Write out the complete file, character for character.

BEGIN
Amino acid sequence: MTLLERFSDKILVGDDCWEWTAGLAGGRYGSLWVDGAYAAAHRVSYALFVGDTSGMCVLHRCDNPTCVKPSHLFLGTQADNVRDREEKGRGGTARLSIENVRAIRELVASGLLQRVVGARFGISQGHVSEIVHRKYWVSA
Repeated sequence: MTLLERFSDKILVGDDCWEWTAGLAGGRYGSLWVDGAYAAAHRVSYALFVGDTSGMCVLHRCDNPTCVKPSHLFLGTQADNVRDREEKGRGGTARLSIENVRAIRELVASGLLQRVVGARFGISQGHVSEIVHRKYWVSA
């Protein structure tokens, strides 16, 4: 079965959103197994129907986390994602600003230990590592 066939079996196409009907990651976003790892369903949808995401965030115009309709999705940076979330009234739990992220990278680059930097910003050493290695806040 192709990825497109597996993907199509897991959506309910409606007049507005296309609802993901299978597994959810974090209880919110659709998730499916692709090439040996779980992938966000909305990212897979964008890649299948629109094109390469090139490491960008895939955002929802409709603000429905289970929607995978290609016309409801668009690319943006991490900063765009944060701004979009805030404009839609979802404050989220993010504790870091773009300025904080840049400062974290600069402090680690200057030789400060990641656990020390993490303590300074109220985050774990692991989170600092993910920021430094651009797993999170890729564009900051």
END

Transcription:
Amino acid sequence: MTLLERFSDKILVGDDCWEWTAGLAGGRYGSLWVDGAYAAAHRVSYALFVGDTSGMCVLHRCDNPTCVKPSHLFLGTQADNVRDREEKGRGGTARLSIENVRAIRELVASGLLQRVVGARFGISQGHVSEIVHRKYWVSA
Repeated sequence: MTLLERFSDKILVGDDCWEWTAGLAGGRYGSLWVDGAYAAAHRVSYALFVGDTSGMCVLHRCDNPTCVKPSHLFLGTQADNVRDREEKGRGGTARLSIENVRAIRELVASGLLQRVVGARFGISQGHVSEIVHRKYWVSA
């Protein structure tokens, strides 16, 4: 079965959103197994129907986390994602600003230990590592 066939079996196409009907990651976003790892369903949808995401965030115009309709999705940076979330009234739990992220990278680059930097910003050493290695806040 192709990825497109597996993907199509897991959506309910409606007049507005296309609802993901299978597994959810974090209880919110659709998730499916692709090439040996779980992938966000909305990212897979964008890649299948629109094109390469090139490491960008895939955002929802409709603000429905289970929607995978290609016309409801668009690319943006991490900063765009944060701004979009805030404009839609979802404050989220993010504790870091773009300025904080840049400062974290600069402090680690200057030789400060990641656990020390993490303590300074109220985050774990692991989170600092993910920021430094651009797993999170890729564009900051």